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Arctic Tern

Sterna paradisaea

The Arctic Tern has a circumpolar breeding distribution covering the Arctic and sub-Arctic. It sees two summers each year, one on the Arctic and the other in the Antarctic. It was believed their migration traversed over 25,000 miles of the globe each year, but that figure assumed a linear path between their June (Arctic) and December (Antarctic) homes.

Recent studies with light-weight GPS recording sensors have shown scientists that the flight route followed by these birds is a meandering path that more than doubles the distance previously believed and includes lengthy layovers in places like the North Atlantic Ocean to feed. The course that the birds follow may be influenced by wind, which can be counter to their overall north-south migration.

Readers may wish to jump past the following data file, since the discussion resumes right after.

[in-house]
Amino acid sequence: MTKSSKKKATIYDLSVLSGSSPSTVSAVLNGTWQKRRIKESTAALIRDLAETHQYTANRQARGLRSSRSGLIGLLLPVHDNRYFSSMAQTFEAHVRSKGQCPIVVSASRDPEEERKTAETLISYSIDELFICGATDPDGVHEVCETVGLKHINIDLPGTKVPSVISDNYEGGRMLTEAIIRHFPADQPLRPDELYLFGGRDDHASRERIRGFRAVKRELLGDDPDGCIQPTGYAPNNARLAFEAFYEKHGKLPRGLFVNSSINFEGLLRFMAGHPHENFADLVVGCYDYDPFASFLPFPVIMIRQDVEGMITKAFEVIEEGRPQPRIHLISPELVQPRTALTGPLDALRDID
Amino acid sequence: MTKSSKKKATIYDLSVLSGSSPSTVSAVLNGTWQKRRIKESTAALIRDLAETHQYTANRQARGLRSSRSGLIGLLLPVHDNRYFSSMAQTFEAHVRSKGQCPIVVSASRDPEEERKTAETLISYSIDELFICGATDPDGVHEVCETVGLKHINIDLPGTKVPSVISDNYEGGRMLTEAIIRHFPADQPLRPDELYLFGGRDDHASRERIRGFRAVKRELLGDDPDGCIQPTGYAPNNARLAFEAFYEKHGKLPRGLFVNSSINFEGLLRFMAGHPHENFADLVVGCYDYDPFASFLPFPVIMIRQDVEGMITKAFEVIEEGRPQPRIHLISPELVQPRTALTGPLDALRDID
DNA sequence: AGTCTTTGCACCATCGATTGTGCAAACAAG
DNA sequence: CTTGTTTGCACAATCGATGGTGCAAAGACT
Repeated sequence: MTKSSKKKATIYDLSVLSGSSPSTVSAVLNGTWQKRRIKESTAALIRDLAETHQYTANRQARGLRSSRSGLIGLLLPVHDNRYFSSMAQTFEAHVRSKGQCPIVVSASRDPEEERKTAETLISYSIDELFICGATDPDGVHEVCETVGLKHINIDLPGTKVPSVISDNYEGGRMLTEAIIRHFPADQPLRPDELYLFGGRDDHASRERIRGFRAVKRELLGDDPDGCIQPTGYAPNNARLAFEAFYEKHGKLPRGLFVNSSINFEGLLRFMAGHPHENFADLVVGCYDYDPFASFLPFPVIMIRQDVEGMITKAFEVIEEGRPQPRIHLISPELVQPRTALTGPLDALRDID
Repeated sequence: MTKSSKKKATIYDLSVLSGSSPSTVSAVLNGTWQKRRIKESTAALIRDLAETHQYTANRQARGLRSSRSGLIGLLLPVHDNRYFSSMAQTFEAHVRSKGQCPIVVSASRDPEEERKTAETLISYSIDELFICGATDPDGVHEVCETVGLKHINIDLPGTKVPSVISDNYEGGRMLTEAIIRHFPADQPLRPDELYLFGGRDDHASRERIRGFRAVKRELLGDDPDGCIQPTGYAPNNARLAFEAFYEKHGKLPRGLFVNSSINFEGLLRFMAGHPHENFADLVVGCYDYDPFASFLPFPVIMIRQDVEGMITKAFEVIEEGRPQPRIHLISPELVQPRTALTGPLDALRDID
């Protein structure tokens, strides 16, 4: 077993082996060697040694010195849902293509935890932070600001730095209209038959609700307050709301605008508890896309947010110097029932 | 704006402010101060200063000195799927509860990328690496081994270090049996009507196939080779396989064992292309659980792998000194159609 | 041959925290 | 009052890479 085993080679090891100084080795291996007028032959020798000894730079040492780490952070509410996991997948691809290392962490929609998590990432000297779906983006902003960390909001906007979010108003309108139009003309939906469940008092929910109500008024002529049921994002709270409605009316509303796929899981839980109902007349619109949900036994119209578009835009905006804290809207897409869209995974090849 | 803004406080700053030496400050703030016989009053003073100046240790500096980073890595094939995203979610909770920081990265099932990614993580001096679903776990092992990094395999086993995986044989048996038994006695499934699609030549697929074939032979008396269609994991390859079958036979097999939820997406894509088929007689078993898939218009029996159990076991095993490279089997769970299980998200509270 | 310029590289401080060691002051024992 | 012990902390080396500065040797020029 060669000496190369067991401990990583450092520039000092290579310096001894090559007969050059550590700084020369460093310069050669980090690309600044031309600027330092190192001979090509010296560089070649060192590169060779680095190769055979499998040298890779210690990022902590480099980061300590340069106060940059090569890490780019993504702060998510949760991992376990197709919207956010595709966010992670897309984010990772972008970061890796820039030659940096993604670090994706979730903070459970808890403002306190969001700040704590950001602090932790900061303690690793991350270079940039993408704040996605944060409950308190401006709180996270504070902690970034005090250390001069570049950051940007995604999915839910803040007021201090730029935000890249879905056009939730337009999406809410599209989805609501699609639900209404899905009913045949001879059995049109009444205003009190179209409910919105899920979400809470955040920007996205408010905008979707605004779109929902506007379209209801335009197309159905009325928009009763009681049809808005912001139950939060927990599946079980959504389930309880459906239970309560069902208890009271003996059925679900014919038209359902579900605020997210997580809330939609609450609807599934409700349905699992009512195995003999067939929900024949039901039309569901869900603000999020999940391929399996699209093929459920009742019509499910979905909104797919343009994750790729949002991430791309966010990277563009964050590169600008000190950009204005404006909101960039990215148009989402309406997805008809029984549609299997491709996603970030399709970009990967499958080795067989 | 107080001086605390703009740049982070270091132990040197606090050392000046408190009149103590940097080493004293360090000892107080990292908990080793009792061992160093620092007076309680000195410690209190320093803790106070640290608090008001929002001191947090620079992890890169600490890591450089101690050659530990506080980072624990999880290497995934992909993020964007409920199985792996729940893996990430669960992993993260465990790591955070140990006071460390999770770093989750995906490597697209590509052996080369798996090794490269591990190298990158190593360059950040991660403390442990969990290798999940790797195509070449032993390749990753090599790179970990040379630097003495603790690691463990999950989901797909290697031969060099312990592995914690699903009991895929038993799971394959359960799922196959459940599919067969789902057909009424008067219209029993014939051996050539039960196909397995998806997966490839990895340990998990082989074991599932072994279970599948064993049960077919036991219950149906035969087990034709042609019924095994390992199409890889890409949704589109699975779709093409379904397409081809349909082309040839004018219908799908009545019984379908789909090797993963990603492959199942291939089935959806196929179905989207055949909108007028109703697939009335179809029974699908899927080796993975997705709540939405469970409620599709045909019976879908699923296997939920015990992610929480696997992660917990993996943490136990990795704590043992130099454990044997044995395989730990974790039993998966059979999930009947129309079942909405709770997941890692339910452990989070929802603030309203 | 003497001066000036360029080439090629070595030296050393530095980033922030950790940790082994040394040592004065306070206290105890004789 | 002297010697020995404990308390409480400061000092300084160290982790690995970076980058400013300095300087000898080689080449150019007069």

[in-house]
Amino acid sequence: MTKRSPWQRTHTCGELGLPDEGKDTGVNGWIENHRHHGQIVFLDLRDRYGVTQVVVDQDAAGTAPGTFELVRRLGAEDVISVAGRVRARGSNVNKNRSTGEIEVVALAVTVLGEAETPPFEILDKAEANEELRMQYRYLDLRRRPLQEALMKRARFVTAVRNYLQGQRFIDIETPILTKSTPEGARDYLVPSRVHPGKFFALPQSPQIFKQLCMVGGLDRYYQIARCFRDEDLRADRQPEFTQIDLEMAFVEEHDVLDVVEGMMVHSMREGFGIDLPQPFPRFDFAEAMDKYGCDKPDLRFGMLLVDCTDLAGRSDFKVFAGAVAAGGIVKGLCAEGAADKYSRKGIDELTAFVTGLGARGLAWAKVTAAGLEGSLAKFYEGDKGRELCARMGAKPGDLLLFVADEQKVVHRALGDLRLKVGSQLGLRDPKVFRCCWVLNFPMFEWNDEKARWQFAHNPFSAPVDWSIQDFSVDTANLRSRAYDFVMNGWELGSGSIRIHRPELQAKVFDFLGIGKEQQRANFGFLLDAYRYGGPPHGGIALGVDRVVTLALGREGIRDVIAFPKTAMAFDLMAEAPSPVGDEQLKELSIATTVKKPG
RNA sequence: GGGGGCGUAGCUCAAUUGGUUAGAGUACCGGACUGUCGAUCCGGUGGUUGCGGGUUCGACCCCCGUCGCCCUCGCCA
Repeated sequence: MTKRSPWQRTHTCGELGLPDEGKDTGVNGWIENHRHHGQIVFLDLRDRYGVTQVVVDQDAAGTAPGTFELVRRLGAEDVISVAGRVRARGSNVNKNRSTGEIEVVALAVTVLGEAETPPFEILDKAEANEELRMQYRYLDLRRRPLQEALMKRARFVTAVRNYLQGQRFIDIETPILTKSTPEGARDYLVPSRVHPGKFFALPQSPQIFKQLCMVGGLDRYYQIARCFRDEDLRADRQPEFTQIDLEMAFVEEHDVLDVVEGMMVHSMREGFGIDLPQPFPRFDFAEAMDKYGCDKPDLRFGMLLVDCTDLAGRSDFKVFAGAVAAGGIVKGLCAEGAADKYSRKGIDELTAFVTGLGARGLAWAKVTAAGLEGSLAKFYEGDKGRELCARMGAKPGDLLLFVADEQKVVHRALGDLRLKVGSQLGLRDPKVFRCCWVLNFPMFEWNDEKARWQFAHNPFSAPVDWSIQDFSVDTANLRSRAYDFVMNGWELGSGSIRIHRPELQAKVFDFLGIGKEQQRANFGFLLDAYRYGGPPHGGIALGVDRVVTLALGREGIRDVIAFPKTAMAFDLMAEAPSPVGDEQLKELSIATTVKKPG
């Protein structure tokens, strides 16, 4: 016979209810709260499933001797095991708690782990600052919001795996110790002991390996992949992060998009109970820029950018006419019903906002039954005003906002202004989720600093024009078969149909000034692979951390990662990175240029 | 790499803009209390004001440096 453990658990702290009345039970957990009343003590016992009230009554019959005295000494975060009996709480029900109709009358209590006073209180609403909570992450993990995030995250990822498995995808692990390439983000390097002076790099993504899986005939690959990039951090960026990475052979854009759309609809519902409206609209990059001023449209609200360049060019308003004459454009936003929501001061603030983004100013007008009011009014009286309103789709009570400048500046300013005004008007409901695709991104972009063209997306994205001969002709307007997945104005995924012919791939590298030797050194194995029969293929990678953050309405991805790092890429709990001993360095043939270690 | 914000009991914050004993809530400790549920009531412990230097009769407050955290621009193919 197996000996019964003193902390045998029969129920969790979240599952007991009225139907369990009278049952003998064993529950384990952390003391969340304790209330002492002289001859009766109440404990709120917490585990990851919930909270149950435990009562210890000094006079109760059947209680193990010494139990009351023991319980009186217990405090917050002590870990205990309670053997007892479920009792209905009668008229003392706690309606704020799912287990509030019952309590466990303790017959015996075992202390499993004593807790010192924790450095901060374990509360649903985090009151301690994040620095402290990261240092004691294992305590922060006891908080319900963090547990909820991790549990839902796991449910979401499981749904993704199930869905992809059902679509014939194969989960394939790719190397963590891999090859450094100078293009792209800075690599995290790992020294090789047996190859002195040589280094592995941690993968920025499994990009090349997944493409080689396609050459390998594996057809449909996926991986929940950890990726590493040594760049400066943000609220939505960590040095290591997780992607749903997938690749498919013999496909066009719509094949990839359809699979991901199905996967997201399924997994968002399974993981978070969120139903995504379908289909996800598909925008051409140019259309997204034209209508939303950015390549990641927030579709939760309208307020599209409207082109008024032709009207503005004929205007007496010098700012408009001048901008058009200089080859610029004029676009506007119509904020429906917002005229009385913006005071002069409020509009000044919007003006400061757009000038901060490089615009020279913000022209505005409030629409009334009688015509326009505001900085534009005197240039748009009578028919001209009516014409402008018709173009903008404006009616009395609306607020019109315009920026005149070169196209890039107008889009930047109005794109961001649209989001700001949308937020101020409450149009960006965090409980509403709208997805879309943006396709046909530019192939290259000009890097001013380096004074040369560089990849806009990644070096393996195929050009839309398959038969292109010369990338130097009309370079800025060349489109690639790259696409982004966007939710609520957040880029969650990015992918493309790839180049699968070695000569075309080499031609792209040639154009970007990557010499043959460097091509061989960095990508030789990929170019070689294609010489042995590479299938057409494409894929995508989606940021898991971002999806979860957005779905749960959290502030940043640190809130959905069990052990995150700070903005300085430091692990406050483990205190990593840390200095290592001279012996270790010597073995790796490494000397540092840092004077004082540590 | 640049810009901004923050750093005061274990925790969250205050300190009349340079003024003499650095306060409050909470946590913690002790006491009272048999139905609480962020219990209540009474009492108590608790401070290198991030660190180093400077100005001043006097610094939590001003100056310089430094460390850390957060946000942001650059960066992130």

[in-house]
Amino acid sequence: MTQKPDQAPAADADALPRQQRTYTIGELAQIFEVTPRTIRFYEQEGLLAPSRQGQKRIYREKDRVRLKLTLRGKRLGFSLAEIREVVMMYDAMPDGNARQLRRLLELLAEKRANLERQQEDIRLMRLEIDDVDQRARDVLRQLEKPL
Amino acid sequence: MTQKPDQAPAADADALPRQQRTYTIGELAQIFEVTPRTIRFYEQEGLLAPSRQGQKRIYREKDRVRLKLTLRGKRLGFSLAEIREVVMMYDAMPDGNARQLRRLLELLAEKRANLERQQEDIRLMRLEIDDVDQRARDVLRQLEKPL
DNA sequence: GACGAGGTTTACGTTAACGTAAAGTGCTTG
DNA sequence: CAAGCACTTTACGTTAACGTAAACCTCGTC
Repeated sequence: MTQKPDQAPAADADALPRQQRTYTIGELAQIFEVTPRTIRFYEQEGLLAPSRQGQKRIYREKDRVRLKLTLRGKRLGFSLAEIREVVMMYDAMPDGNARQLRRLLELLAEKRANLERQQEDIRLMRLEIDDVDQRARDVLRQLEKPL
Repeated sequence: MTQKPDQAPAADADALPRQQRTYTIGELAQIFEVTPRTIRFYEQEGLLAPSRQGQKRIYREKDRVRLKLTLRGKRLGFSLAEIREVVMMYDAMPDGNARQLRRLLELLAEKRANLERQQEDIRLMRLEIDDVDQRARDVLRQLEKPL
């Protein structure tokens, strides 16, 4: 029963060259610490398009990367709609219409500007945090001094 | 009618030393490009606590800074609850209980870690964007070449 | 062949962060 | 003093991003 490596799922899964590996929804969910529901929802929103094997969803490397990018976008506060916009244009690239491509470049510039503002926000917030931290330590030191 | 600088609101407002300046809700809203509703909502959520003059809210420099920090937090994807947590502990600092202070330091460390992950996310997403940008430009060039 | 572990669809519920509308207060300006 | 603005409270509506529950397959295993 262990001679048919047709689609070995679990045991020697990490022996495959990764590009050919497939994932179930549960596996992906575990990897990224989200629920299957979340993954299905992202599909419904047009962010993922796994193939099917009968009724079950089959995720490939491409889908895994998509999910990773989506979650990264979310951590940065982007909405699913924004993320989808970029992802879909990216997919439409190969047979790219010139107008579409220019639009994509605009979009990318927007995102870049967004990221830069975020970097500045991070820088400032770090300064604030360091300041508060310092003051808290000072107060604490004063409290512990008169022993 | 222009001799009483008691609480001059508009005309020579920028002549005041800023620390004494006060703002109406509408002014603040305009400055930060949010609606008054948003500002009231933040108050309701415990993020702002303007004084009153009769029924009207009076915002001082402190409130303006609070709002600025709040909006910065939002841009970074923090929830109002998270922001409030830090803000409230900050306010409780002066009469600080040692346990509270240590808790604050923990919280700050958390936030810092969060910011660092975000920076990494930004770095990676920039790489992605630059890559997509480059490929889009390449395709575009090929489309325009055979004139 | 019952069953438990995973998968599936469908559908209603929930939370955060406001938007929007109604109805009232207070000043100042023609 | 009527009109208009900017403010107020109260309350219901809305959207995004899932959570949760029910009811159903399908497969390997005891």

This study revealed that the actual distance covered annually by the Arctic Tern is more like 44,000 miles. A typical lifespan is 30 years, meaning they travel 130,000 to 150,000 miles over the course of their lives.

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